SanDisk and Dell are announcing the integration of the SanDisk DAS Cache software into the next generation Dell PowerEdge Servers. SSDs feature extreme performance specs, but unfortunately they continue to carry a price premium over hard disk storage. One of the challenges has been to find an easy method to marry the capacity of hard disk drives with the speed of SSDs. SanDisk DAS Cache software boosts hard drive performance by accelerating frequently used data in an SSD cache layer.
Using flash-based caching techniques can radically alter workload performance in a production environment. The SanDisk DAS Cache software is based off of the popular SanDisk FlashSoft product line. The easy-to-use interface and seamless performance acceleration software is battle tested in thousands of deployments across the world, bringing a level of confidence in the software that allows Dell to offer it as an OEM solution. When users purchase a PowerEdge server with flash and HDD storage they are automatically given the software as a default option.
There are several different approaches to SSD-based caching techniques from a number of players. Many involve hardware-based implementations that typically execute the caching algorithms and functionality on a RAID card connected to both the HDD's and SSDs. This can limit choice and also can bring about vendor lock-in concerns.
SanDisk's DAS Cache solution runs on minimally-intrusive software with very little computational overhead. The software resides in the host operating system. This provides nearly unlimited flexibility in configurations, and customers can use SSDs from any vendor, as well as any type of disk-based DAS solution. The use of a wide range of flash solutions, from standard 2.5" SSDs to PCIe application accelerators, allows administrators to configure up to a whopping 16TB of flash in a single server. Users can also utilize various types of redundancy approaches on the underlying flash, such as mirroring, that extends the amount of managed flash up to 32TB per server. The host system and user manage flash redundancy, which allows for numerous configuration to support high-availability environments.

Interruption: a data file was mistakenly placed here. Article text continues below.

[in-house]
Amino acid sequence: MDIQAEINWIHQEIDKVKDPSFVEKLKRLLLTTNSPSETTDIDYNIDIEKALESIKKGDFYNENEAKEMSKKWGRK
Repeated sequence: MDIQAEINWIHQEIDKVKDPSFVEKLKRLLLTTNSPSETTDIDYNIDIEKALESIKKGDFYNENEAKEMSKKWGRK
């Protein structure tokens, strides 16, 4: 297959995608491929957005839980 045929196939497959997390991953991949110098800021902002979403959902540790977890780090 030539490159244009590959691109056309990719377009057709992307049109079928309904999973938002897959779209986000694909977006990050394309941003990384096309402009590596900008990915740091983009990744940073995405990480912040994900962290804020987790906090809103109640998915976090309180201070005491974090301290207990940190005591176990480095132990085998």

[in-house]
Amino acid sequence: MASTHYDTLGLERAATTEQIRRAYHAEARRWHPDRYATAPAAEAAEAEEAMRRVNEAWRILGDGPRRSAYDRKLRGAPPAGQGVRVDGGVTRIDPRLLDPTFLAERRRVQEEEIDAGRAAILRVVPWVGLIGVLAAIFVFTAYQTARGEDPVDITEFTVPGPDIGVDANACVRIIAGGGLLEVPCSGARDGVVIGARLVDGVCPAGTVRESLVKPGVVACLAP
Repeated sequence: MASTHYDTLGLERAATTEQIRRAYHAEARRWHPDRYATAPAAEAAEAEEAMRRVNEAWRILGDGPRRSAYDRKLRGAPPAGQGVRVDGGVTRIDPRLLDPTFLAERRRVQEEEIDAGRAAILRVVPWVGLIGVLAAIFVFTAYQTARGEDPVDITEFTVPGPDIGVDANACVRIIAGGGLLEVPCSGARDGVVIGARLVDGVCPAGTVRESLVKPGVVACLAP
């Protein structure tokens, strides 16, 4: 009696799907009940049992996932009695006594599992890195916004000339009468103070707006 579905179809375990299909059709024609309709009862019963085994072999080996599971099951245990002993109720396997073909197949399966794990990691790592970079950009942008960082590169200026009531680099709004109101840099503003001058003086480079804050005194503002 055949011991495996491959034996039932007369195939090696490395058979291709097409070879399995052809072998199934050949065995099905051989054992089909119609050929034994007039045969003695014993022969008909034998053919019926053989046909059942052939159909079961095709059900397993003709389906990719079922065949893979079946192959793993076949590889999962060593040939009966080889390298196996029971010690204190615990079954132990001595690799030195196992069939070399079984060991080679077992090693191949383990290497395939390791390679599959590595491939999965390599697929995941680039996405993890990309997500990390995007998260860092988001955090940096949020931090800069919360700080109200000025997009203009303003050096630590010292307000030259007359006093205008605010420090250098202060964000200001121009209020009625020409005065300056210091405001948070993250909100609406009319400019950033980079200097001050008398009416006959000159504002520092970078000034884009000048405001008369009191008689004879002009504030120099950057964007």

Up to four individual cache pools can be configured for different application requirements. The software provides radical acceleration for a multitude of applications, such as VDI and OLTP. Ease of integration and management is always an important consideration, and the DAS Cache software provides a friendly GUI interface for management of the caching system.
Users can configure the cache pools to reflect the needs of their environment, including write through and write back options. Another key consideration is that the program is flash-aware, and intelligently analyzes data patterns to avoid caching certain types of low-value data, such as sequential workloads. In many cases these types of workloads are best served by the underlying HDD storage, and passing that workload to the HDD's mitigates undue wear on the SSD's.
The key capabilities and benefits of the SanDisk DAS Cache software include:
� Ensuring data integrity with write-back caching technology, SanDisk DAS Cache accelerates writes as well as reads;
� Allows a choice of either write-back and/or write-through caching modes for optimal performance and flexibility - even within the same server;
� Scalable up to 16TB of cache capacity per server to support large data sets;
� Flexibility allows up to four separate cache "pools" on a single server to enable different levels of quality of service (QoS);
� Data protection through hardware or software RAID for SSDs;
� Cache persistence on server restart for ease of administration;
� Support for a broad range of operating systems and hypervisors including Microsoft Windows Hyper-v and Linux.
The net results is workload performance gains in the area of 5x to 11x, depending upon the workload. Dells use of this type of caching solution as an OEM-integrated solution on their servers sends the message that flash is here to stay, and finding the best method of combining the speed of SSDs and the capacity of HDD's just got easier.
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